I was half asleep in bed at midnight on the 31st when I saw lightning flashes along the apartment next door. Checked radar and noticed some storms firing along a retreating cold front (?) or a moisture axis (?), or perhaps it was the WAA regime along a stalled front (but was sure it settled much further south of Lawrence) . I briefly checked SPC's mesoanalysis and saw that Lawrence was right on the northern end of 2000 j/kg of MUCAPE and a dewpoint difference of about 10-12 degrees along this boundary.

I zipped to the Clinton dam where Darin, Lexi and I sat in lawn chairs shooting photos for almost an hour and a half. The one and only close CG we saw is below and was shot at 10 mm. The first updraft had some decent structure as you can see (but was better after). If you look closely on the reflection of the water just to the left of the strike, there are 4 fisherman on the shore there. The half moon just happened to be under the updraft base and luckily was rain-free. Shot at my usual, lazy 30 sec exposure, ISO 200 and f/4. Darin, 9 times out of 10, is usually the one who pulls the sweet lightning shots, but my 2009 luck was with me again. There really wasn't much lightning at all for the last 30 minutes we were there as the storms weakened, but of course pulsed back up after we had left.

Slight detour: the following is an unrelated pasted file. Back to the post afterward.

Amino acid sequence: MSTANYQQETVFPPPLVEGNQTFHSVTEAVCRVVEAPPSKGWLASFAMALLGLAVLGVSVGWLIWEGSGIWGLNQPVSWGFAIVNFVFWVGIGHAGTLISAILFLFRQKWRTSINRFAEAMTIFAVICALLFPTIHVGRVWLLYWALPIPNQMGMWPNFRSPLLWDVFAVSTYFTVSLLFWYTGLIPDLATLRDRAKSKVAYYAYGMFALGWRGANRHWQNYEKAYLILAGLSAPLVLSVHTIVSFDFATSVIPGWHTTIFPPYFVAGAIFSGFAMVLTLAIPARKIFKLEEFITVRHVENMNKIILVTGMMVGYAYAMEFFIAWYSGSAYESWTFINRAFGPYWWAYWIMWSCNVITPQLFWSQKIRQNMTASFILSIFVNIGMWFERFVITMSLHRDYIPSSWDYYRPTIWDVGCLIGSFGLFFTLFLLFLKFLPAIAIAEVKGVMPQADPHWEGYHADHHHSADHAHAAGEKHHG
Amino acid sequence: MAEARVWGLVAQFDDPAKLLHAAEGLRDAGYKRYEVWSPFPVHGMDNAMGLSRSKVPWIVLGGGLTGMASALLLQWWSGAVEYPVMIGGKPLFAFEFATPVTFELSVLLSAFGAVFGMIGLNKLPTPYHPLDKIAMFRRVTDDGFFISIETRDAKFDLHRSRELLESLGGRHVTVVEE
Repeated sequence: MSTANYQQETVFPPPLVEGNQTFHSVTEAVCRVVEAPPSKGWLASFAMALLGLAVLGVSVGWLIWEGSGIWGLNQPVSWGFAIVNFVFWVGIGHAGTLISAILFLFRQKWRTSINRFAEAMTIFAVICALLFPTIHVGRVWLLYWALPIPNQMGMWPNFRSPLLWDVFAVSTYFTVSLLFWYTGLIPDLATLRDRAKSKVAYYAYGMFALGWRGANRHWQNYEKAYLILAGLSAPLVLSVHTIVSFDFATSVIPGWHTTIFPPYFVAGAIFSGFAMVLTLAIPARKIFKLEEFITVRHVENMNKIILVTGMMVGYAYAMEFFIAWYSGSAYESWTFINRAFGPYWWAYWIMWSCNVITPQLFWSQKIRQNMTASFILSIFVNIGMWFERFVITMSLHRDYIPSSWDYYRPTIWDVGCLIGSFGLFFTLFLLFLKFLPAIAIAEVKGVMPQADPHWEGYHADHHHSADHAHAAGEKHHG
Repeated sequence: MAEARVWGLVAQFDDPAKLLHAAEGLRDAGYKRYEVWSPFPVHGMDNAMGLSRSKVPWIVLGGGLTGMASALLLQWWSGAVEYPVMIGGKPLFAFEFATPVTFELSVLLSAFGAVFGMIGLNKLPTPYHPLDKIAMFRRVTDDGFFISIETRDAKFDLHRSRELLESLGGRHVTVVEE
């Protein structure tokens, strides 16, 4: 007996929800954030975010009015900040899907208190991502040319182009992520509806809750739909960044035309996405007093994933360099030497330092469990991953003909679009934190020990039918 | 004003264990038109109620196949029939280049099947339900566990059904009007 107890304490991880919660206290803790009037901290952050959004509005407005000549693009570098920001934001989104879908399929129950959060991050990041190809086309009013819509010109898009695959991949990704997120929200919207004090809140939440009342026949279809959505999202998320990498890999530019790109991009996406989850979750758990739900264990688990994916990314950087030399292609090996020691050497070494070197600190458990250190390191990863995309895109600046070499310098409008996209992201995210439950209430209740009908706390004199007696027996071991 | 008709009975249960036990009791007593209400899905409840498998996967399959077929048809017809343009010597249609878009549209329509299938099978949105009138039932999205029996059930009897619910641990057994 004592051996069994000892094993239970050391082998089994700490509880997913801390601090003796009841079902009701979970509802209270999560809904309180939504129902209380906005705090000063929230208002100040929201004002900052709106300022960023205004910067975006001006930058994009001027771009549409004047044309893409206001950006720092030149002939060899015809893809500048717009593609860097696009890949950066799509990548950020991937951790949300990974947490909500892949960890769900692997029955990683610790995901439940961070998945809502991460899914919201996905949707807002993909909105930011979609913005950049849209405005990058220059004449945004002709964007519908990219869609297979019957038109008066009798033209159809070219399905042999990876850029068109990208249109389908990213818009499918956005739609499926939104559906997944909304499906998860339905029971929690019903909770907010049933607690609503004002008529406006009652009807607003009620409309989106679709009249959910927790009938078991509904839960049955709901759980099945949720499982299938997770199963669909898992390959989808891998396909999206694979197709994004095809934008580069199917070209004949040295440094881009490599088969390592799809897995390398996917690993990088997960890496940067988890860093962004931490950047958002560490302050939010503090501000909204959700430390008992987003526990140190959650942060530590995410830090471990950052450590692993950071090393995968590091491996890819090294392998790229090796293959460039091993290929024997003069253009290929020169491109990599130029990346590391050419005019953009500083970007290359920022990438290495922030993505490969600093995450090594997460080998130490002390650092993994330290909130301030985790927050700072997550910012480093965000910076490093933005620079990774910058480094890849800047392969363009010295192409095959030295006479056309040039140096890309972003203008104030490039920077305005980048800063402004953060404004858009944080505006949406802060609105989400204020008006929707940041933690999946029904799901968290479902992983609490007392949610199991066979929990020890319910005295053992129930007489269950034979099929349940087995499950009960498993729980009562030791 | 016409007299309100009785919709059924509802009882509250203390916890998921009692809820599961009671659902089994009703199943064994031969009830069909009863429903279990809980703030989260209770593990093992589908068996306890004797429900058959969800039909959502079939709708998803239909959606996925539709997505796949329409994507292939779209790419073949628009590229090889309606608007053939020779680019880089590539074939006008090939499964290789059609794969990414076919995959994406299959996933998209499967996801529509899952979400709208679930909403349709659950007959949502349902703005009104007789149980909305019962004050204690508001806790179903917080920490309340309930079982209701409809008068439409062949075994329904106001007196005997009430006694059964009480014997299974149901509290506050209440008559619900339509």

Clinton Dam Lightning + Moon

I'm just as lazy at processing photos as I am blog entries, so here are a few more shots from April 26th in Roger Mills county, Oklahoma.

First funnel we could see that lasted only about 20 seconds, no ground circulation was visible from our vantage point. Taken at 20 mm or so. I should just ditch my Sigma 17-70 any more as this UWA is starting quarterback every chase now and there hasn't been much need for the 17-70.

Roll, Oklahoma Funnel

Then about 30 seconds after the first tornado formed:

Roll, Oklahoma Tornado #1

Then a not-so-great shot out of the window for the second (or third depending on who you ask) tornado. I had to bump both cams up to 800 ISO again, which can be a noisemaker. If I had a full frame camera, like many other chasers possess, I could step up the quality to another level. So if anyone reading this would like to purchase me the Canon 5d Mark II, I'd probably let you!